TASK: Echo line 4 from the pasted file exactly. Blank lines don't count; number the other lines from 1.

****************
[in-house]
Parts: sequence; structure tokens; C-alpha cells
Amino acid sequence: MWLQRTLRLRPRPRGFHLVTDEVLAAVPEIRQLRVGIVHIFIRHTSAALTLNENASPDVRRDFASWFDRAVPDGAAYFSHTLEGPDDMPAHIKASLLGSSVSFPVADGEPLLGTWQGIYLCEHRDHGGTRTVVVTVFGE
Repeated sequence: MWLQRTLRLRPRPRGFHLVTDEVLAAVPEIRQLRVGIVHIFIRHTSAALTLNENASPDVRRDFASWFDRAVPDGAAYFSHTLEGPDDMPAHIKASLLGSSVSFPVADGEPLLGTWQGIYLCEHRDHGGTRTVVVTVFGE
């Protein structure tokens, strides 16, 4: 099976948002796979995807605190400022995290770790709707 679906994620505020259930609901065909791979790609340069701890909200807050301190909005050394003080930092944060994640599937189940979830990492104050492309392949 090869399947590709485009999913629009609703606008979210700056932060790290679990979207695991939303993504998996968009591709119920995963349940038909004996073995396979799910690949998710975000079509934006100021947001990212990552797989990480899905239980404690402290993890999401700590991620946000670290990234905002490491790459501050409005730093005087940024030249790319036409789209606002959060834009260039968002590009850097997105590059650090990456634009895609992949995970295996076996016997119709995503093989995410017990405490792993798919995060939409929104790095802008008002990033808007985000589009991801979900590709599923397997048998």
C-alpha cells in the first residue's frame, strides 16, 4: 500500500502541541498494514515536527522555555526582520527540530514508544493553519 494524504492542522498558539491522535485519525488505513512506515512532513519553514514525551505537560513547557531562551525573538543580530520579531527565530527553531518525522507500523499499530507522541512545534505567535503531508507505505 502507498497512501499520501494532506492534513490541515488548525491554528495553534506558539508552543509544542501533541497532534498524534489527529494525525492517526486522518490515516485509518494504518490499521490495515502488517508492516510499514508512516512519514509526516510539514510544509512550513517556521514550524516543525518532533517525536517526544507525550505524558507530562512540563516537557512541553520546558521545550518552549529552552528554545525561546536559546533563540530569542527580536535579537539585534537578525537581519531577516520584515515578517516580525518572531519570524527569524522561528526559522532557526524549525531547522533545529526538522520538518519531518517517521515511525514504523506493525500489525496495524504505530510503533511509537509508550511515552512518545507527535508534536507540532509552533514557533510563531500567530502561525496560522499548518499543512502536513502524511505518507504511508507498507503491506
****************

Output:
Repeated sequence: MWLQRTLRLRPRPRGFHLVTDEVLAAVPEIRQLRVGIVHIFIRHTSAALTLNENASPDVRRDFASWFDRAVPDGAAYFSHTLEGPDDMPAHIKASLLGSSVSFPVADGEPLLGTWQGIYLCEHRDHGGTRTVVVTVFGE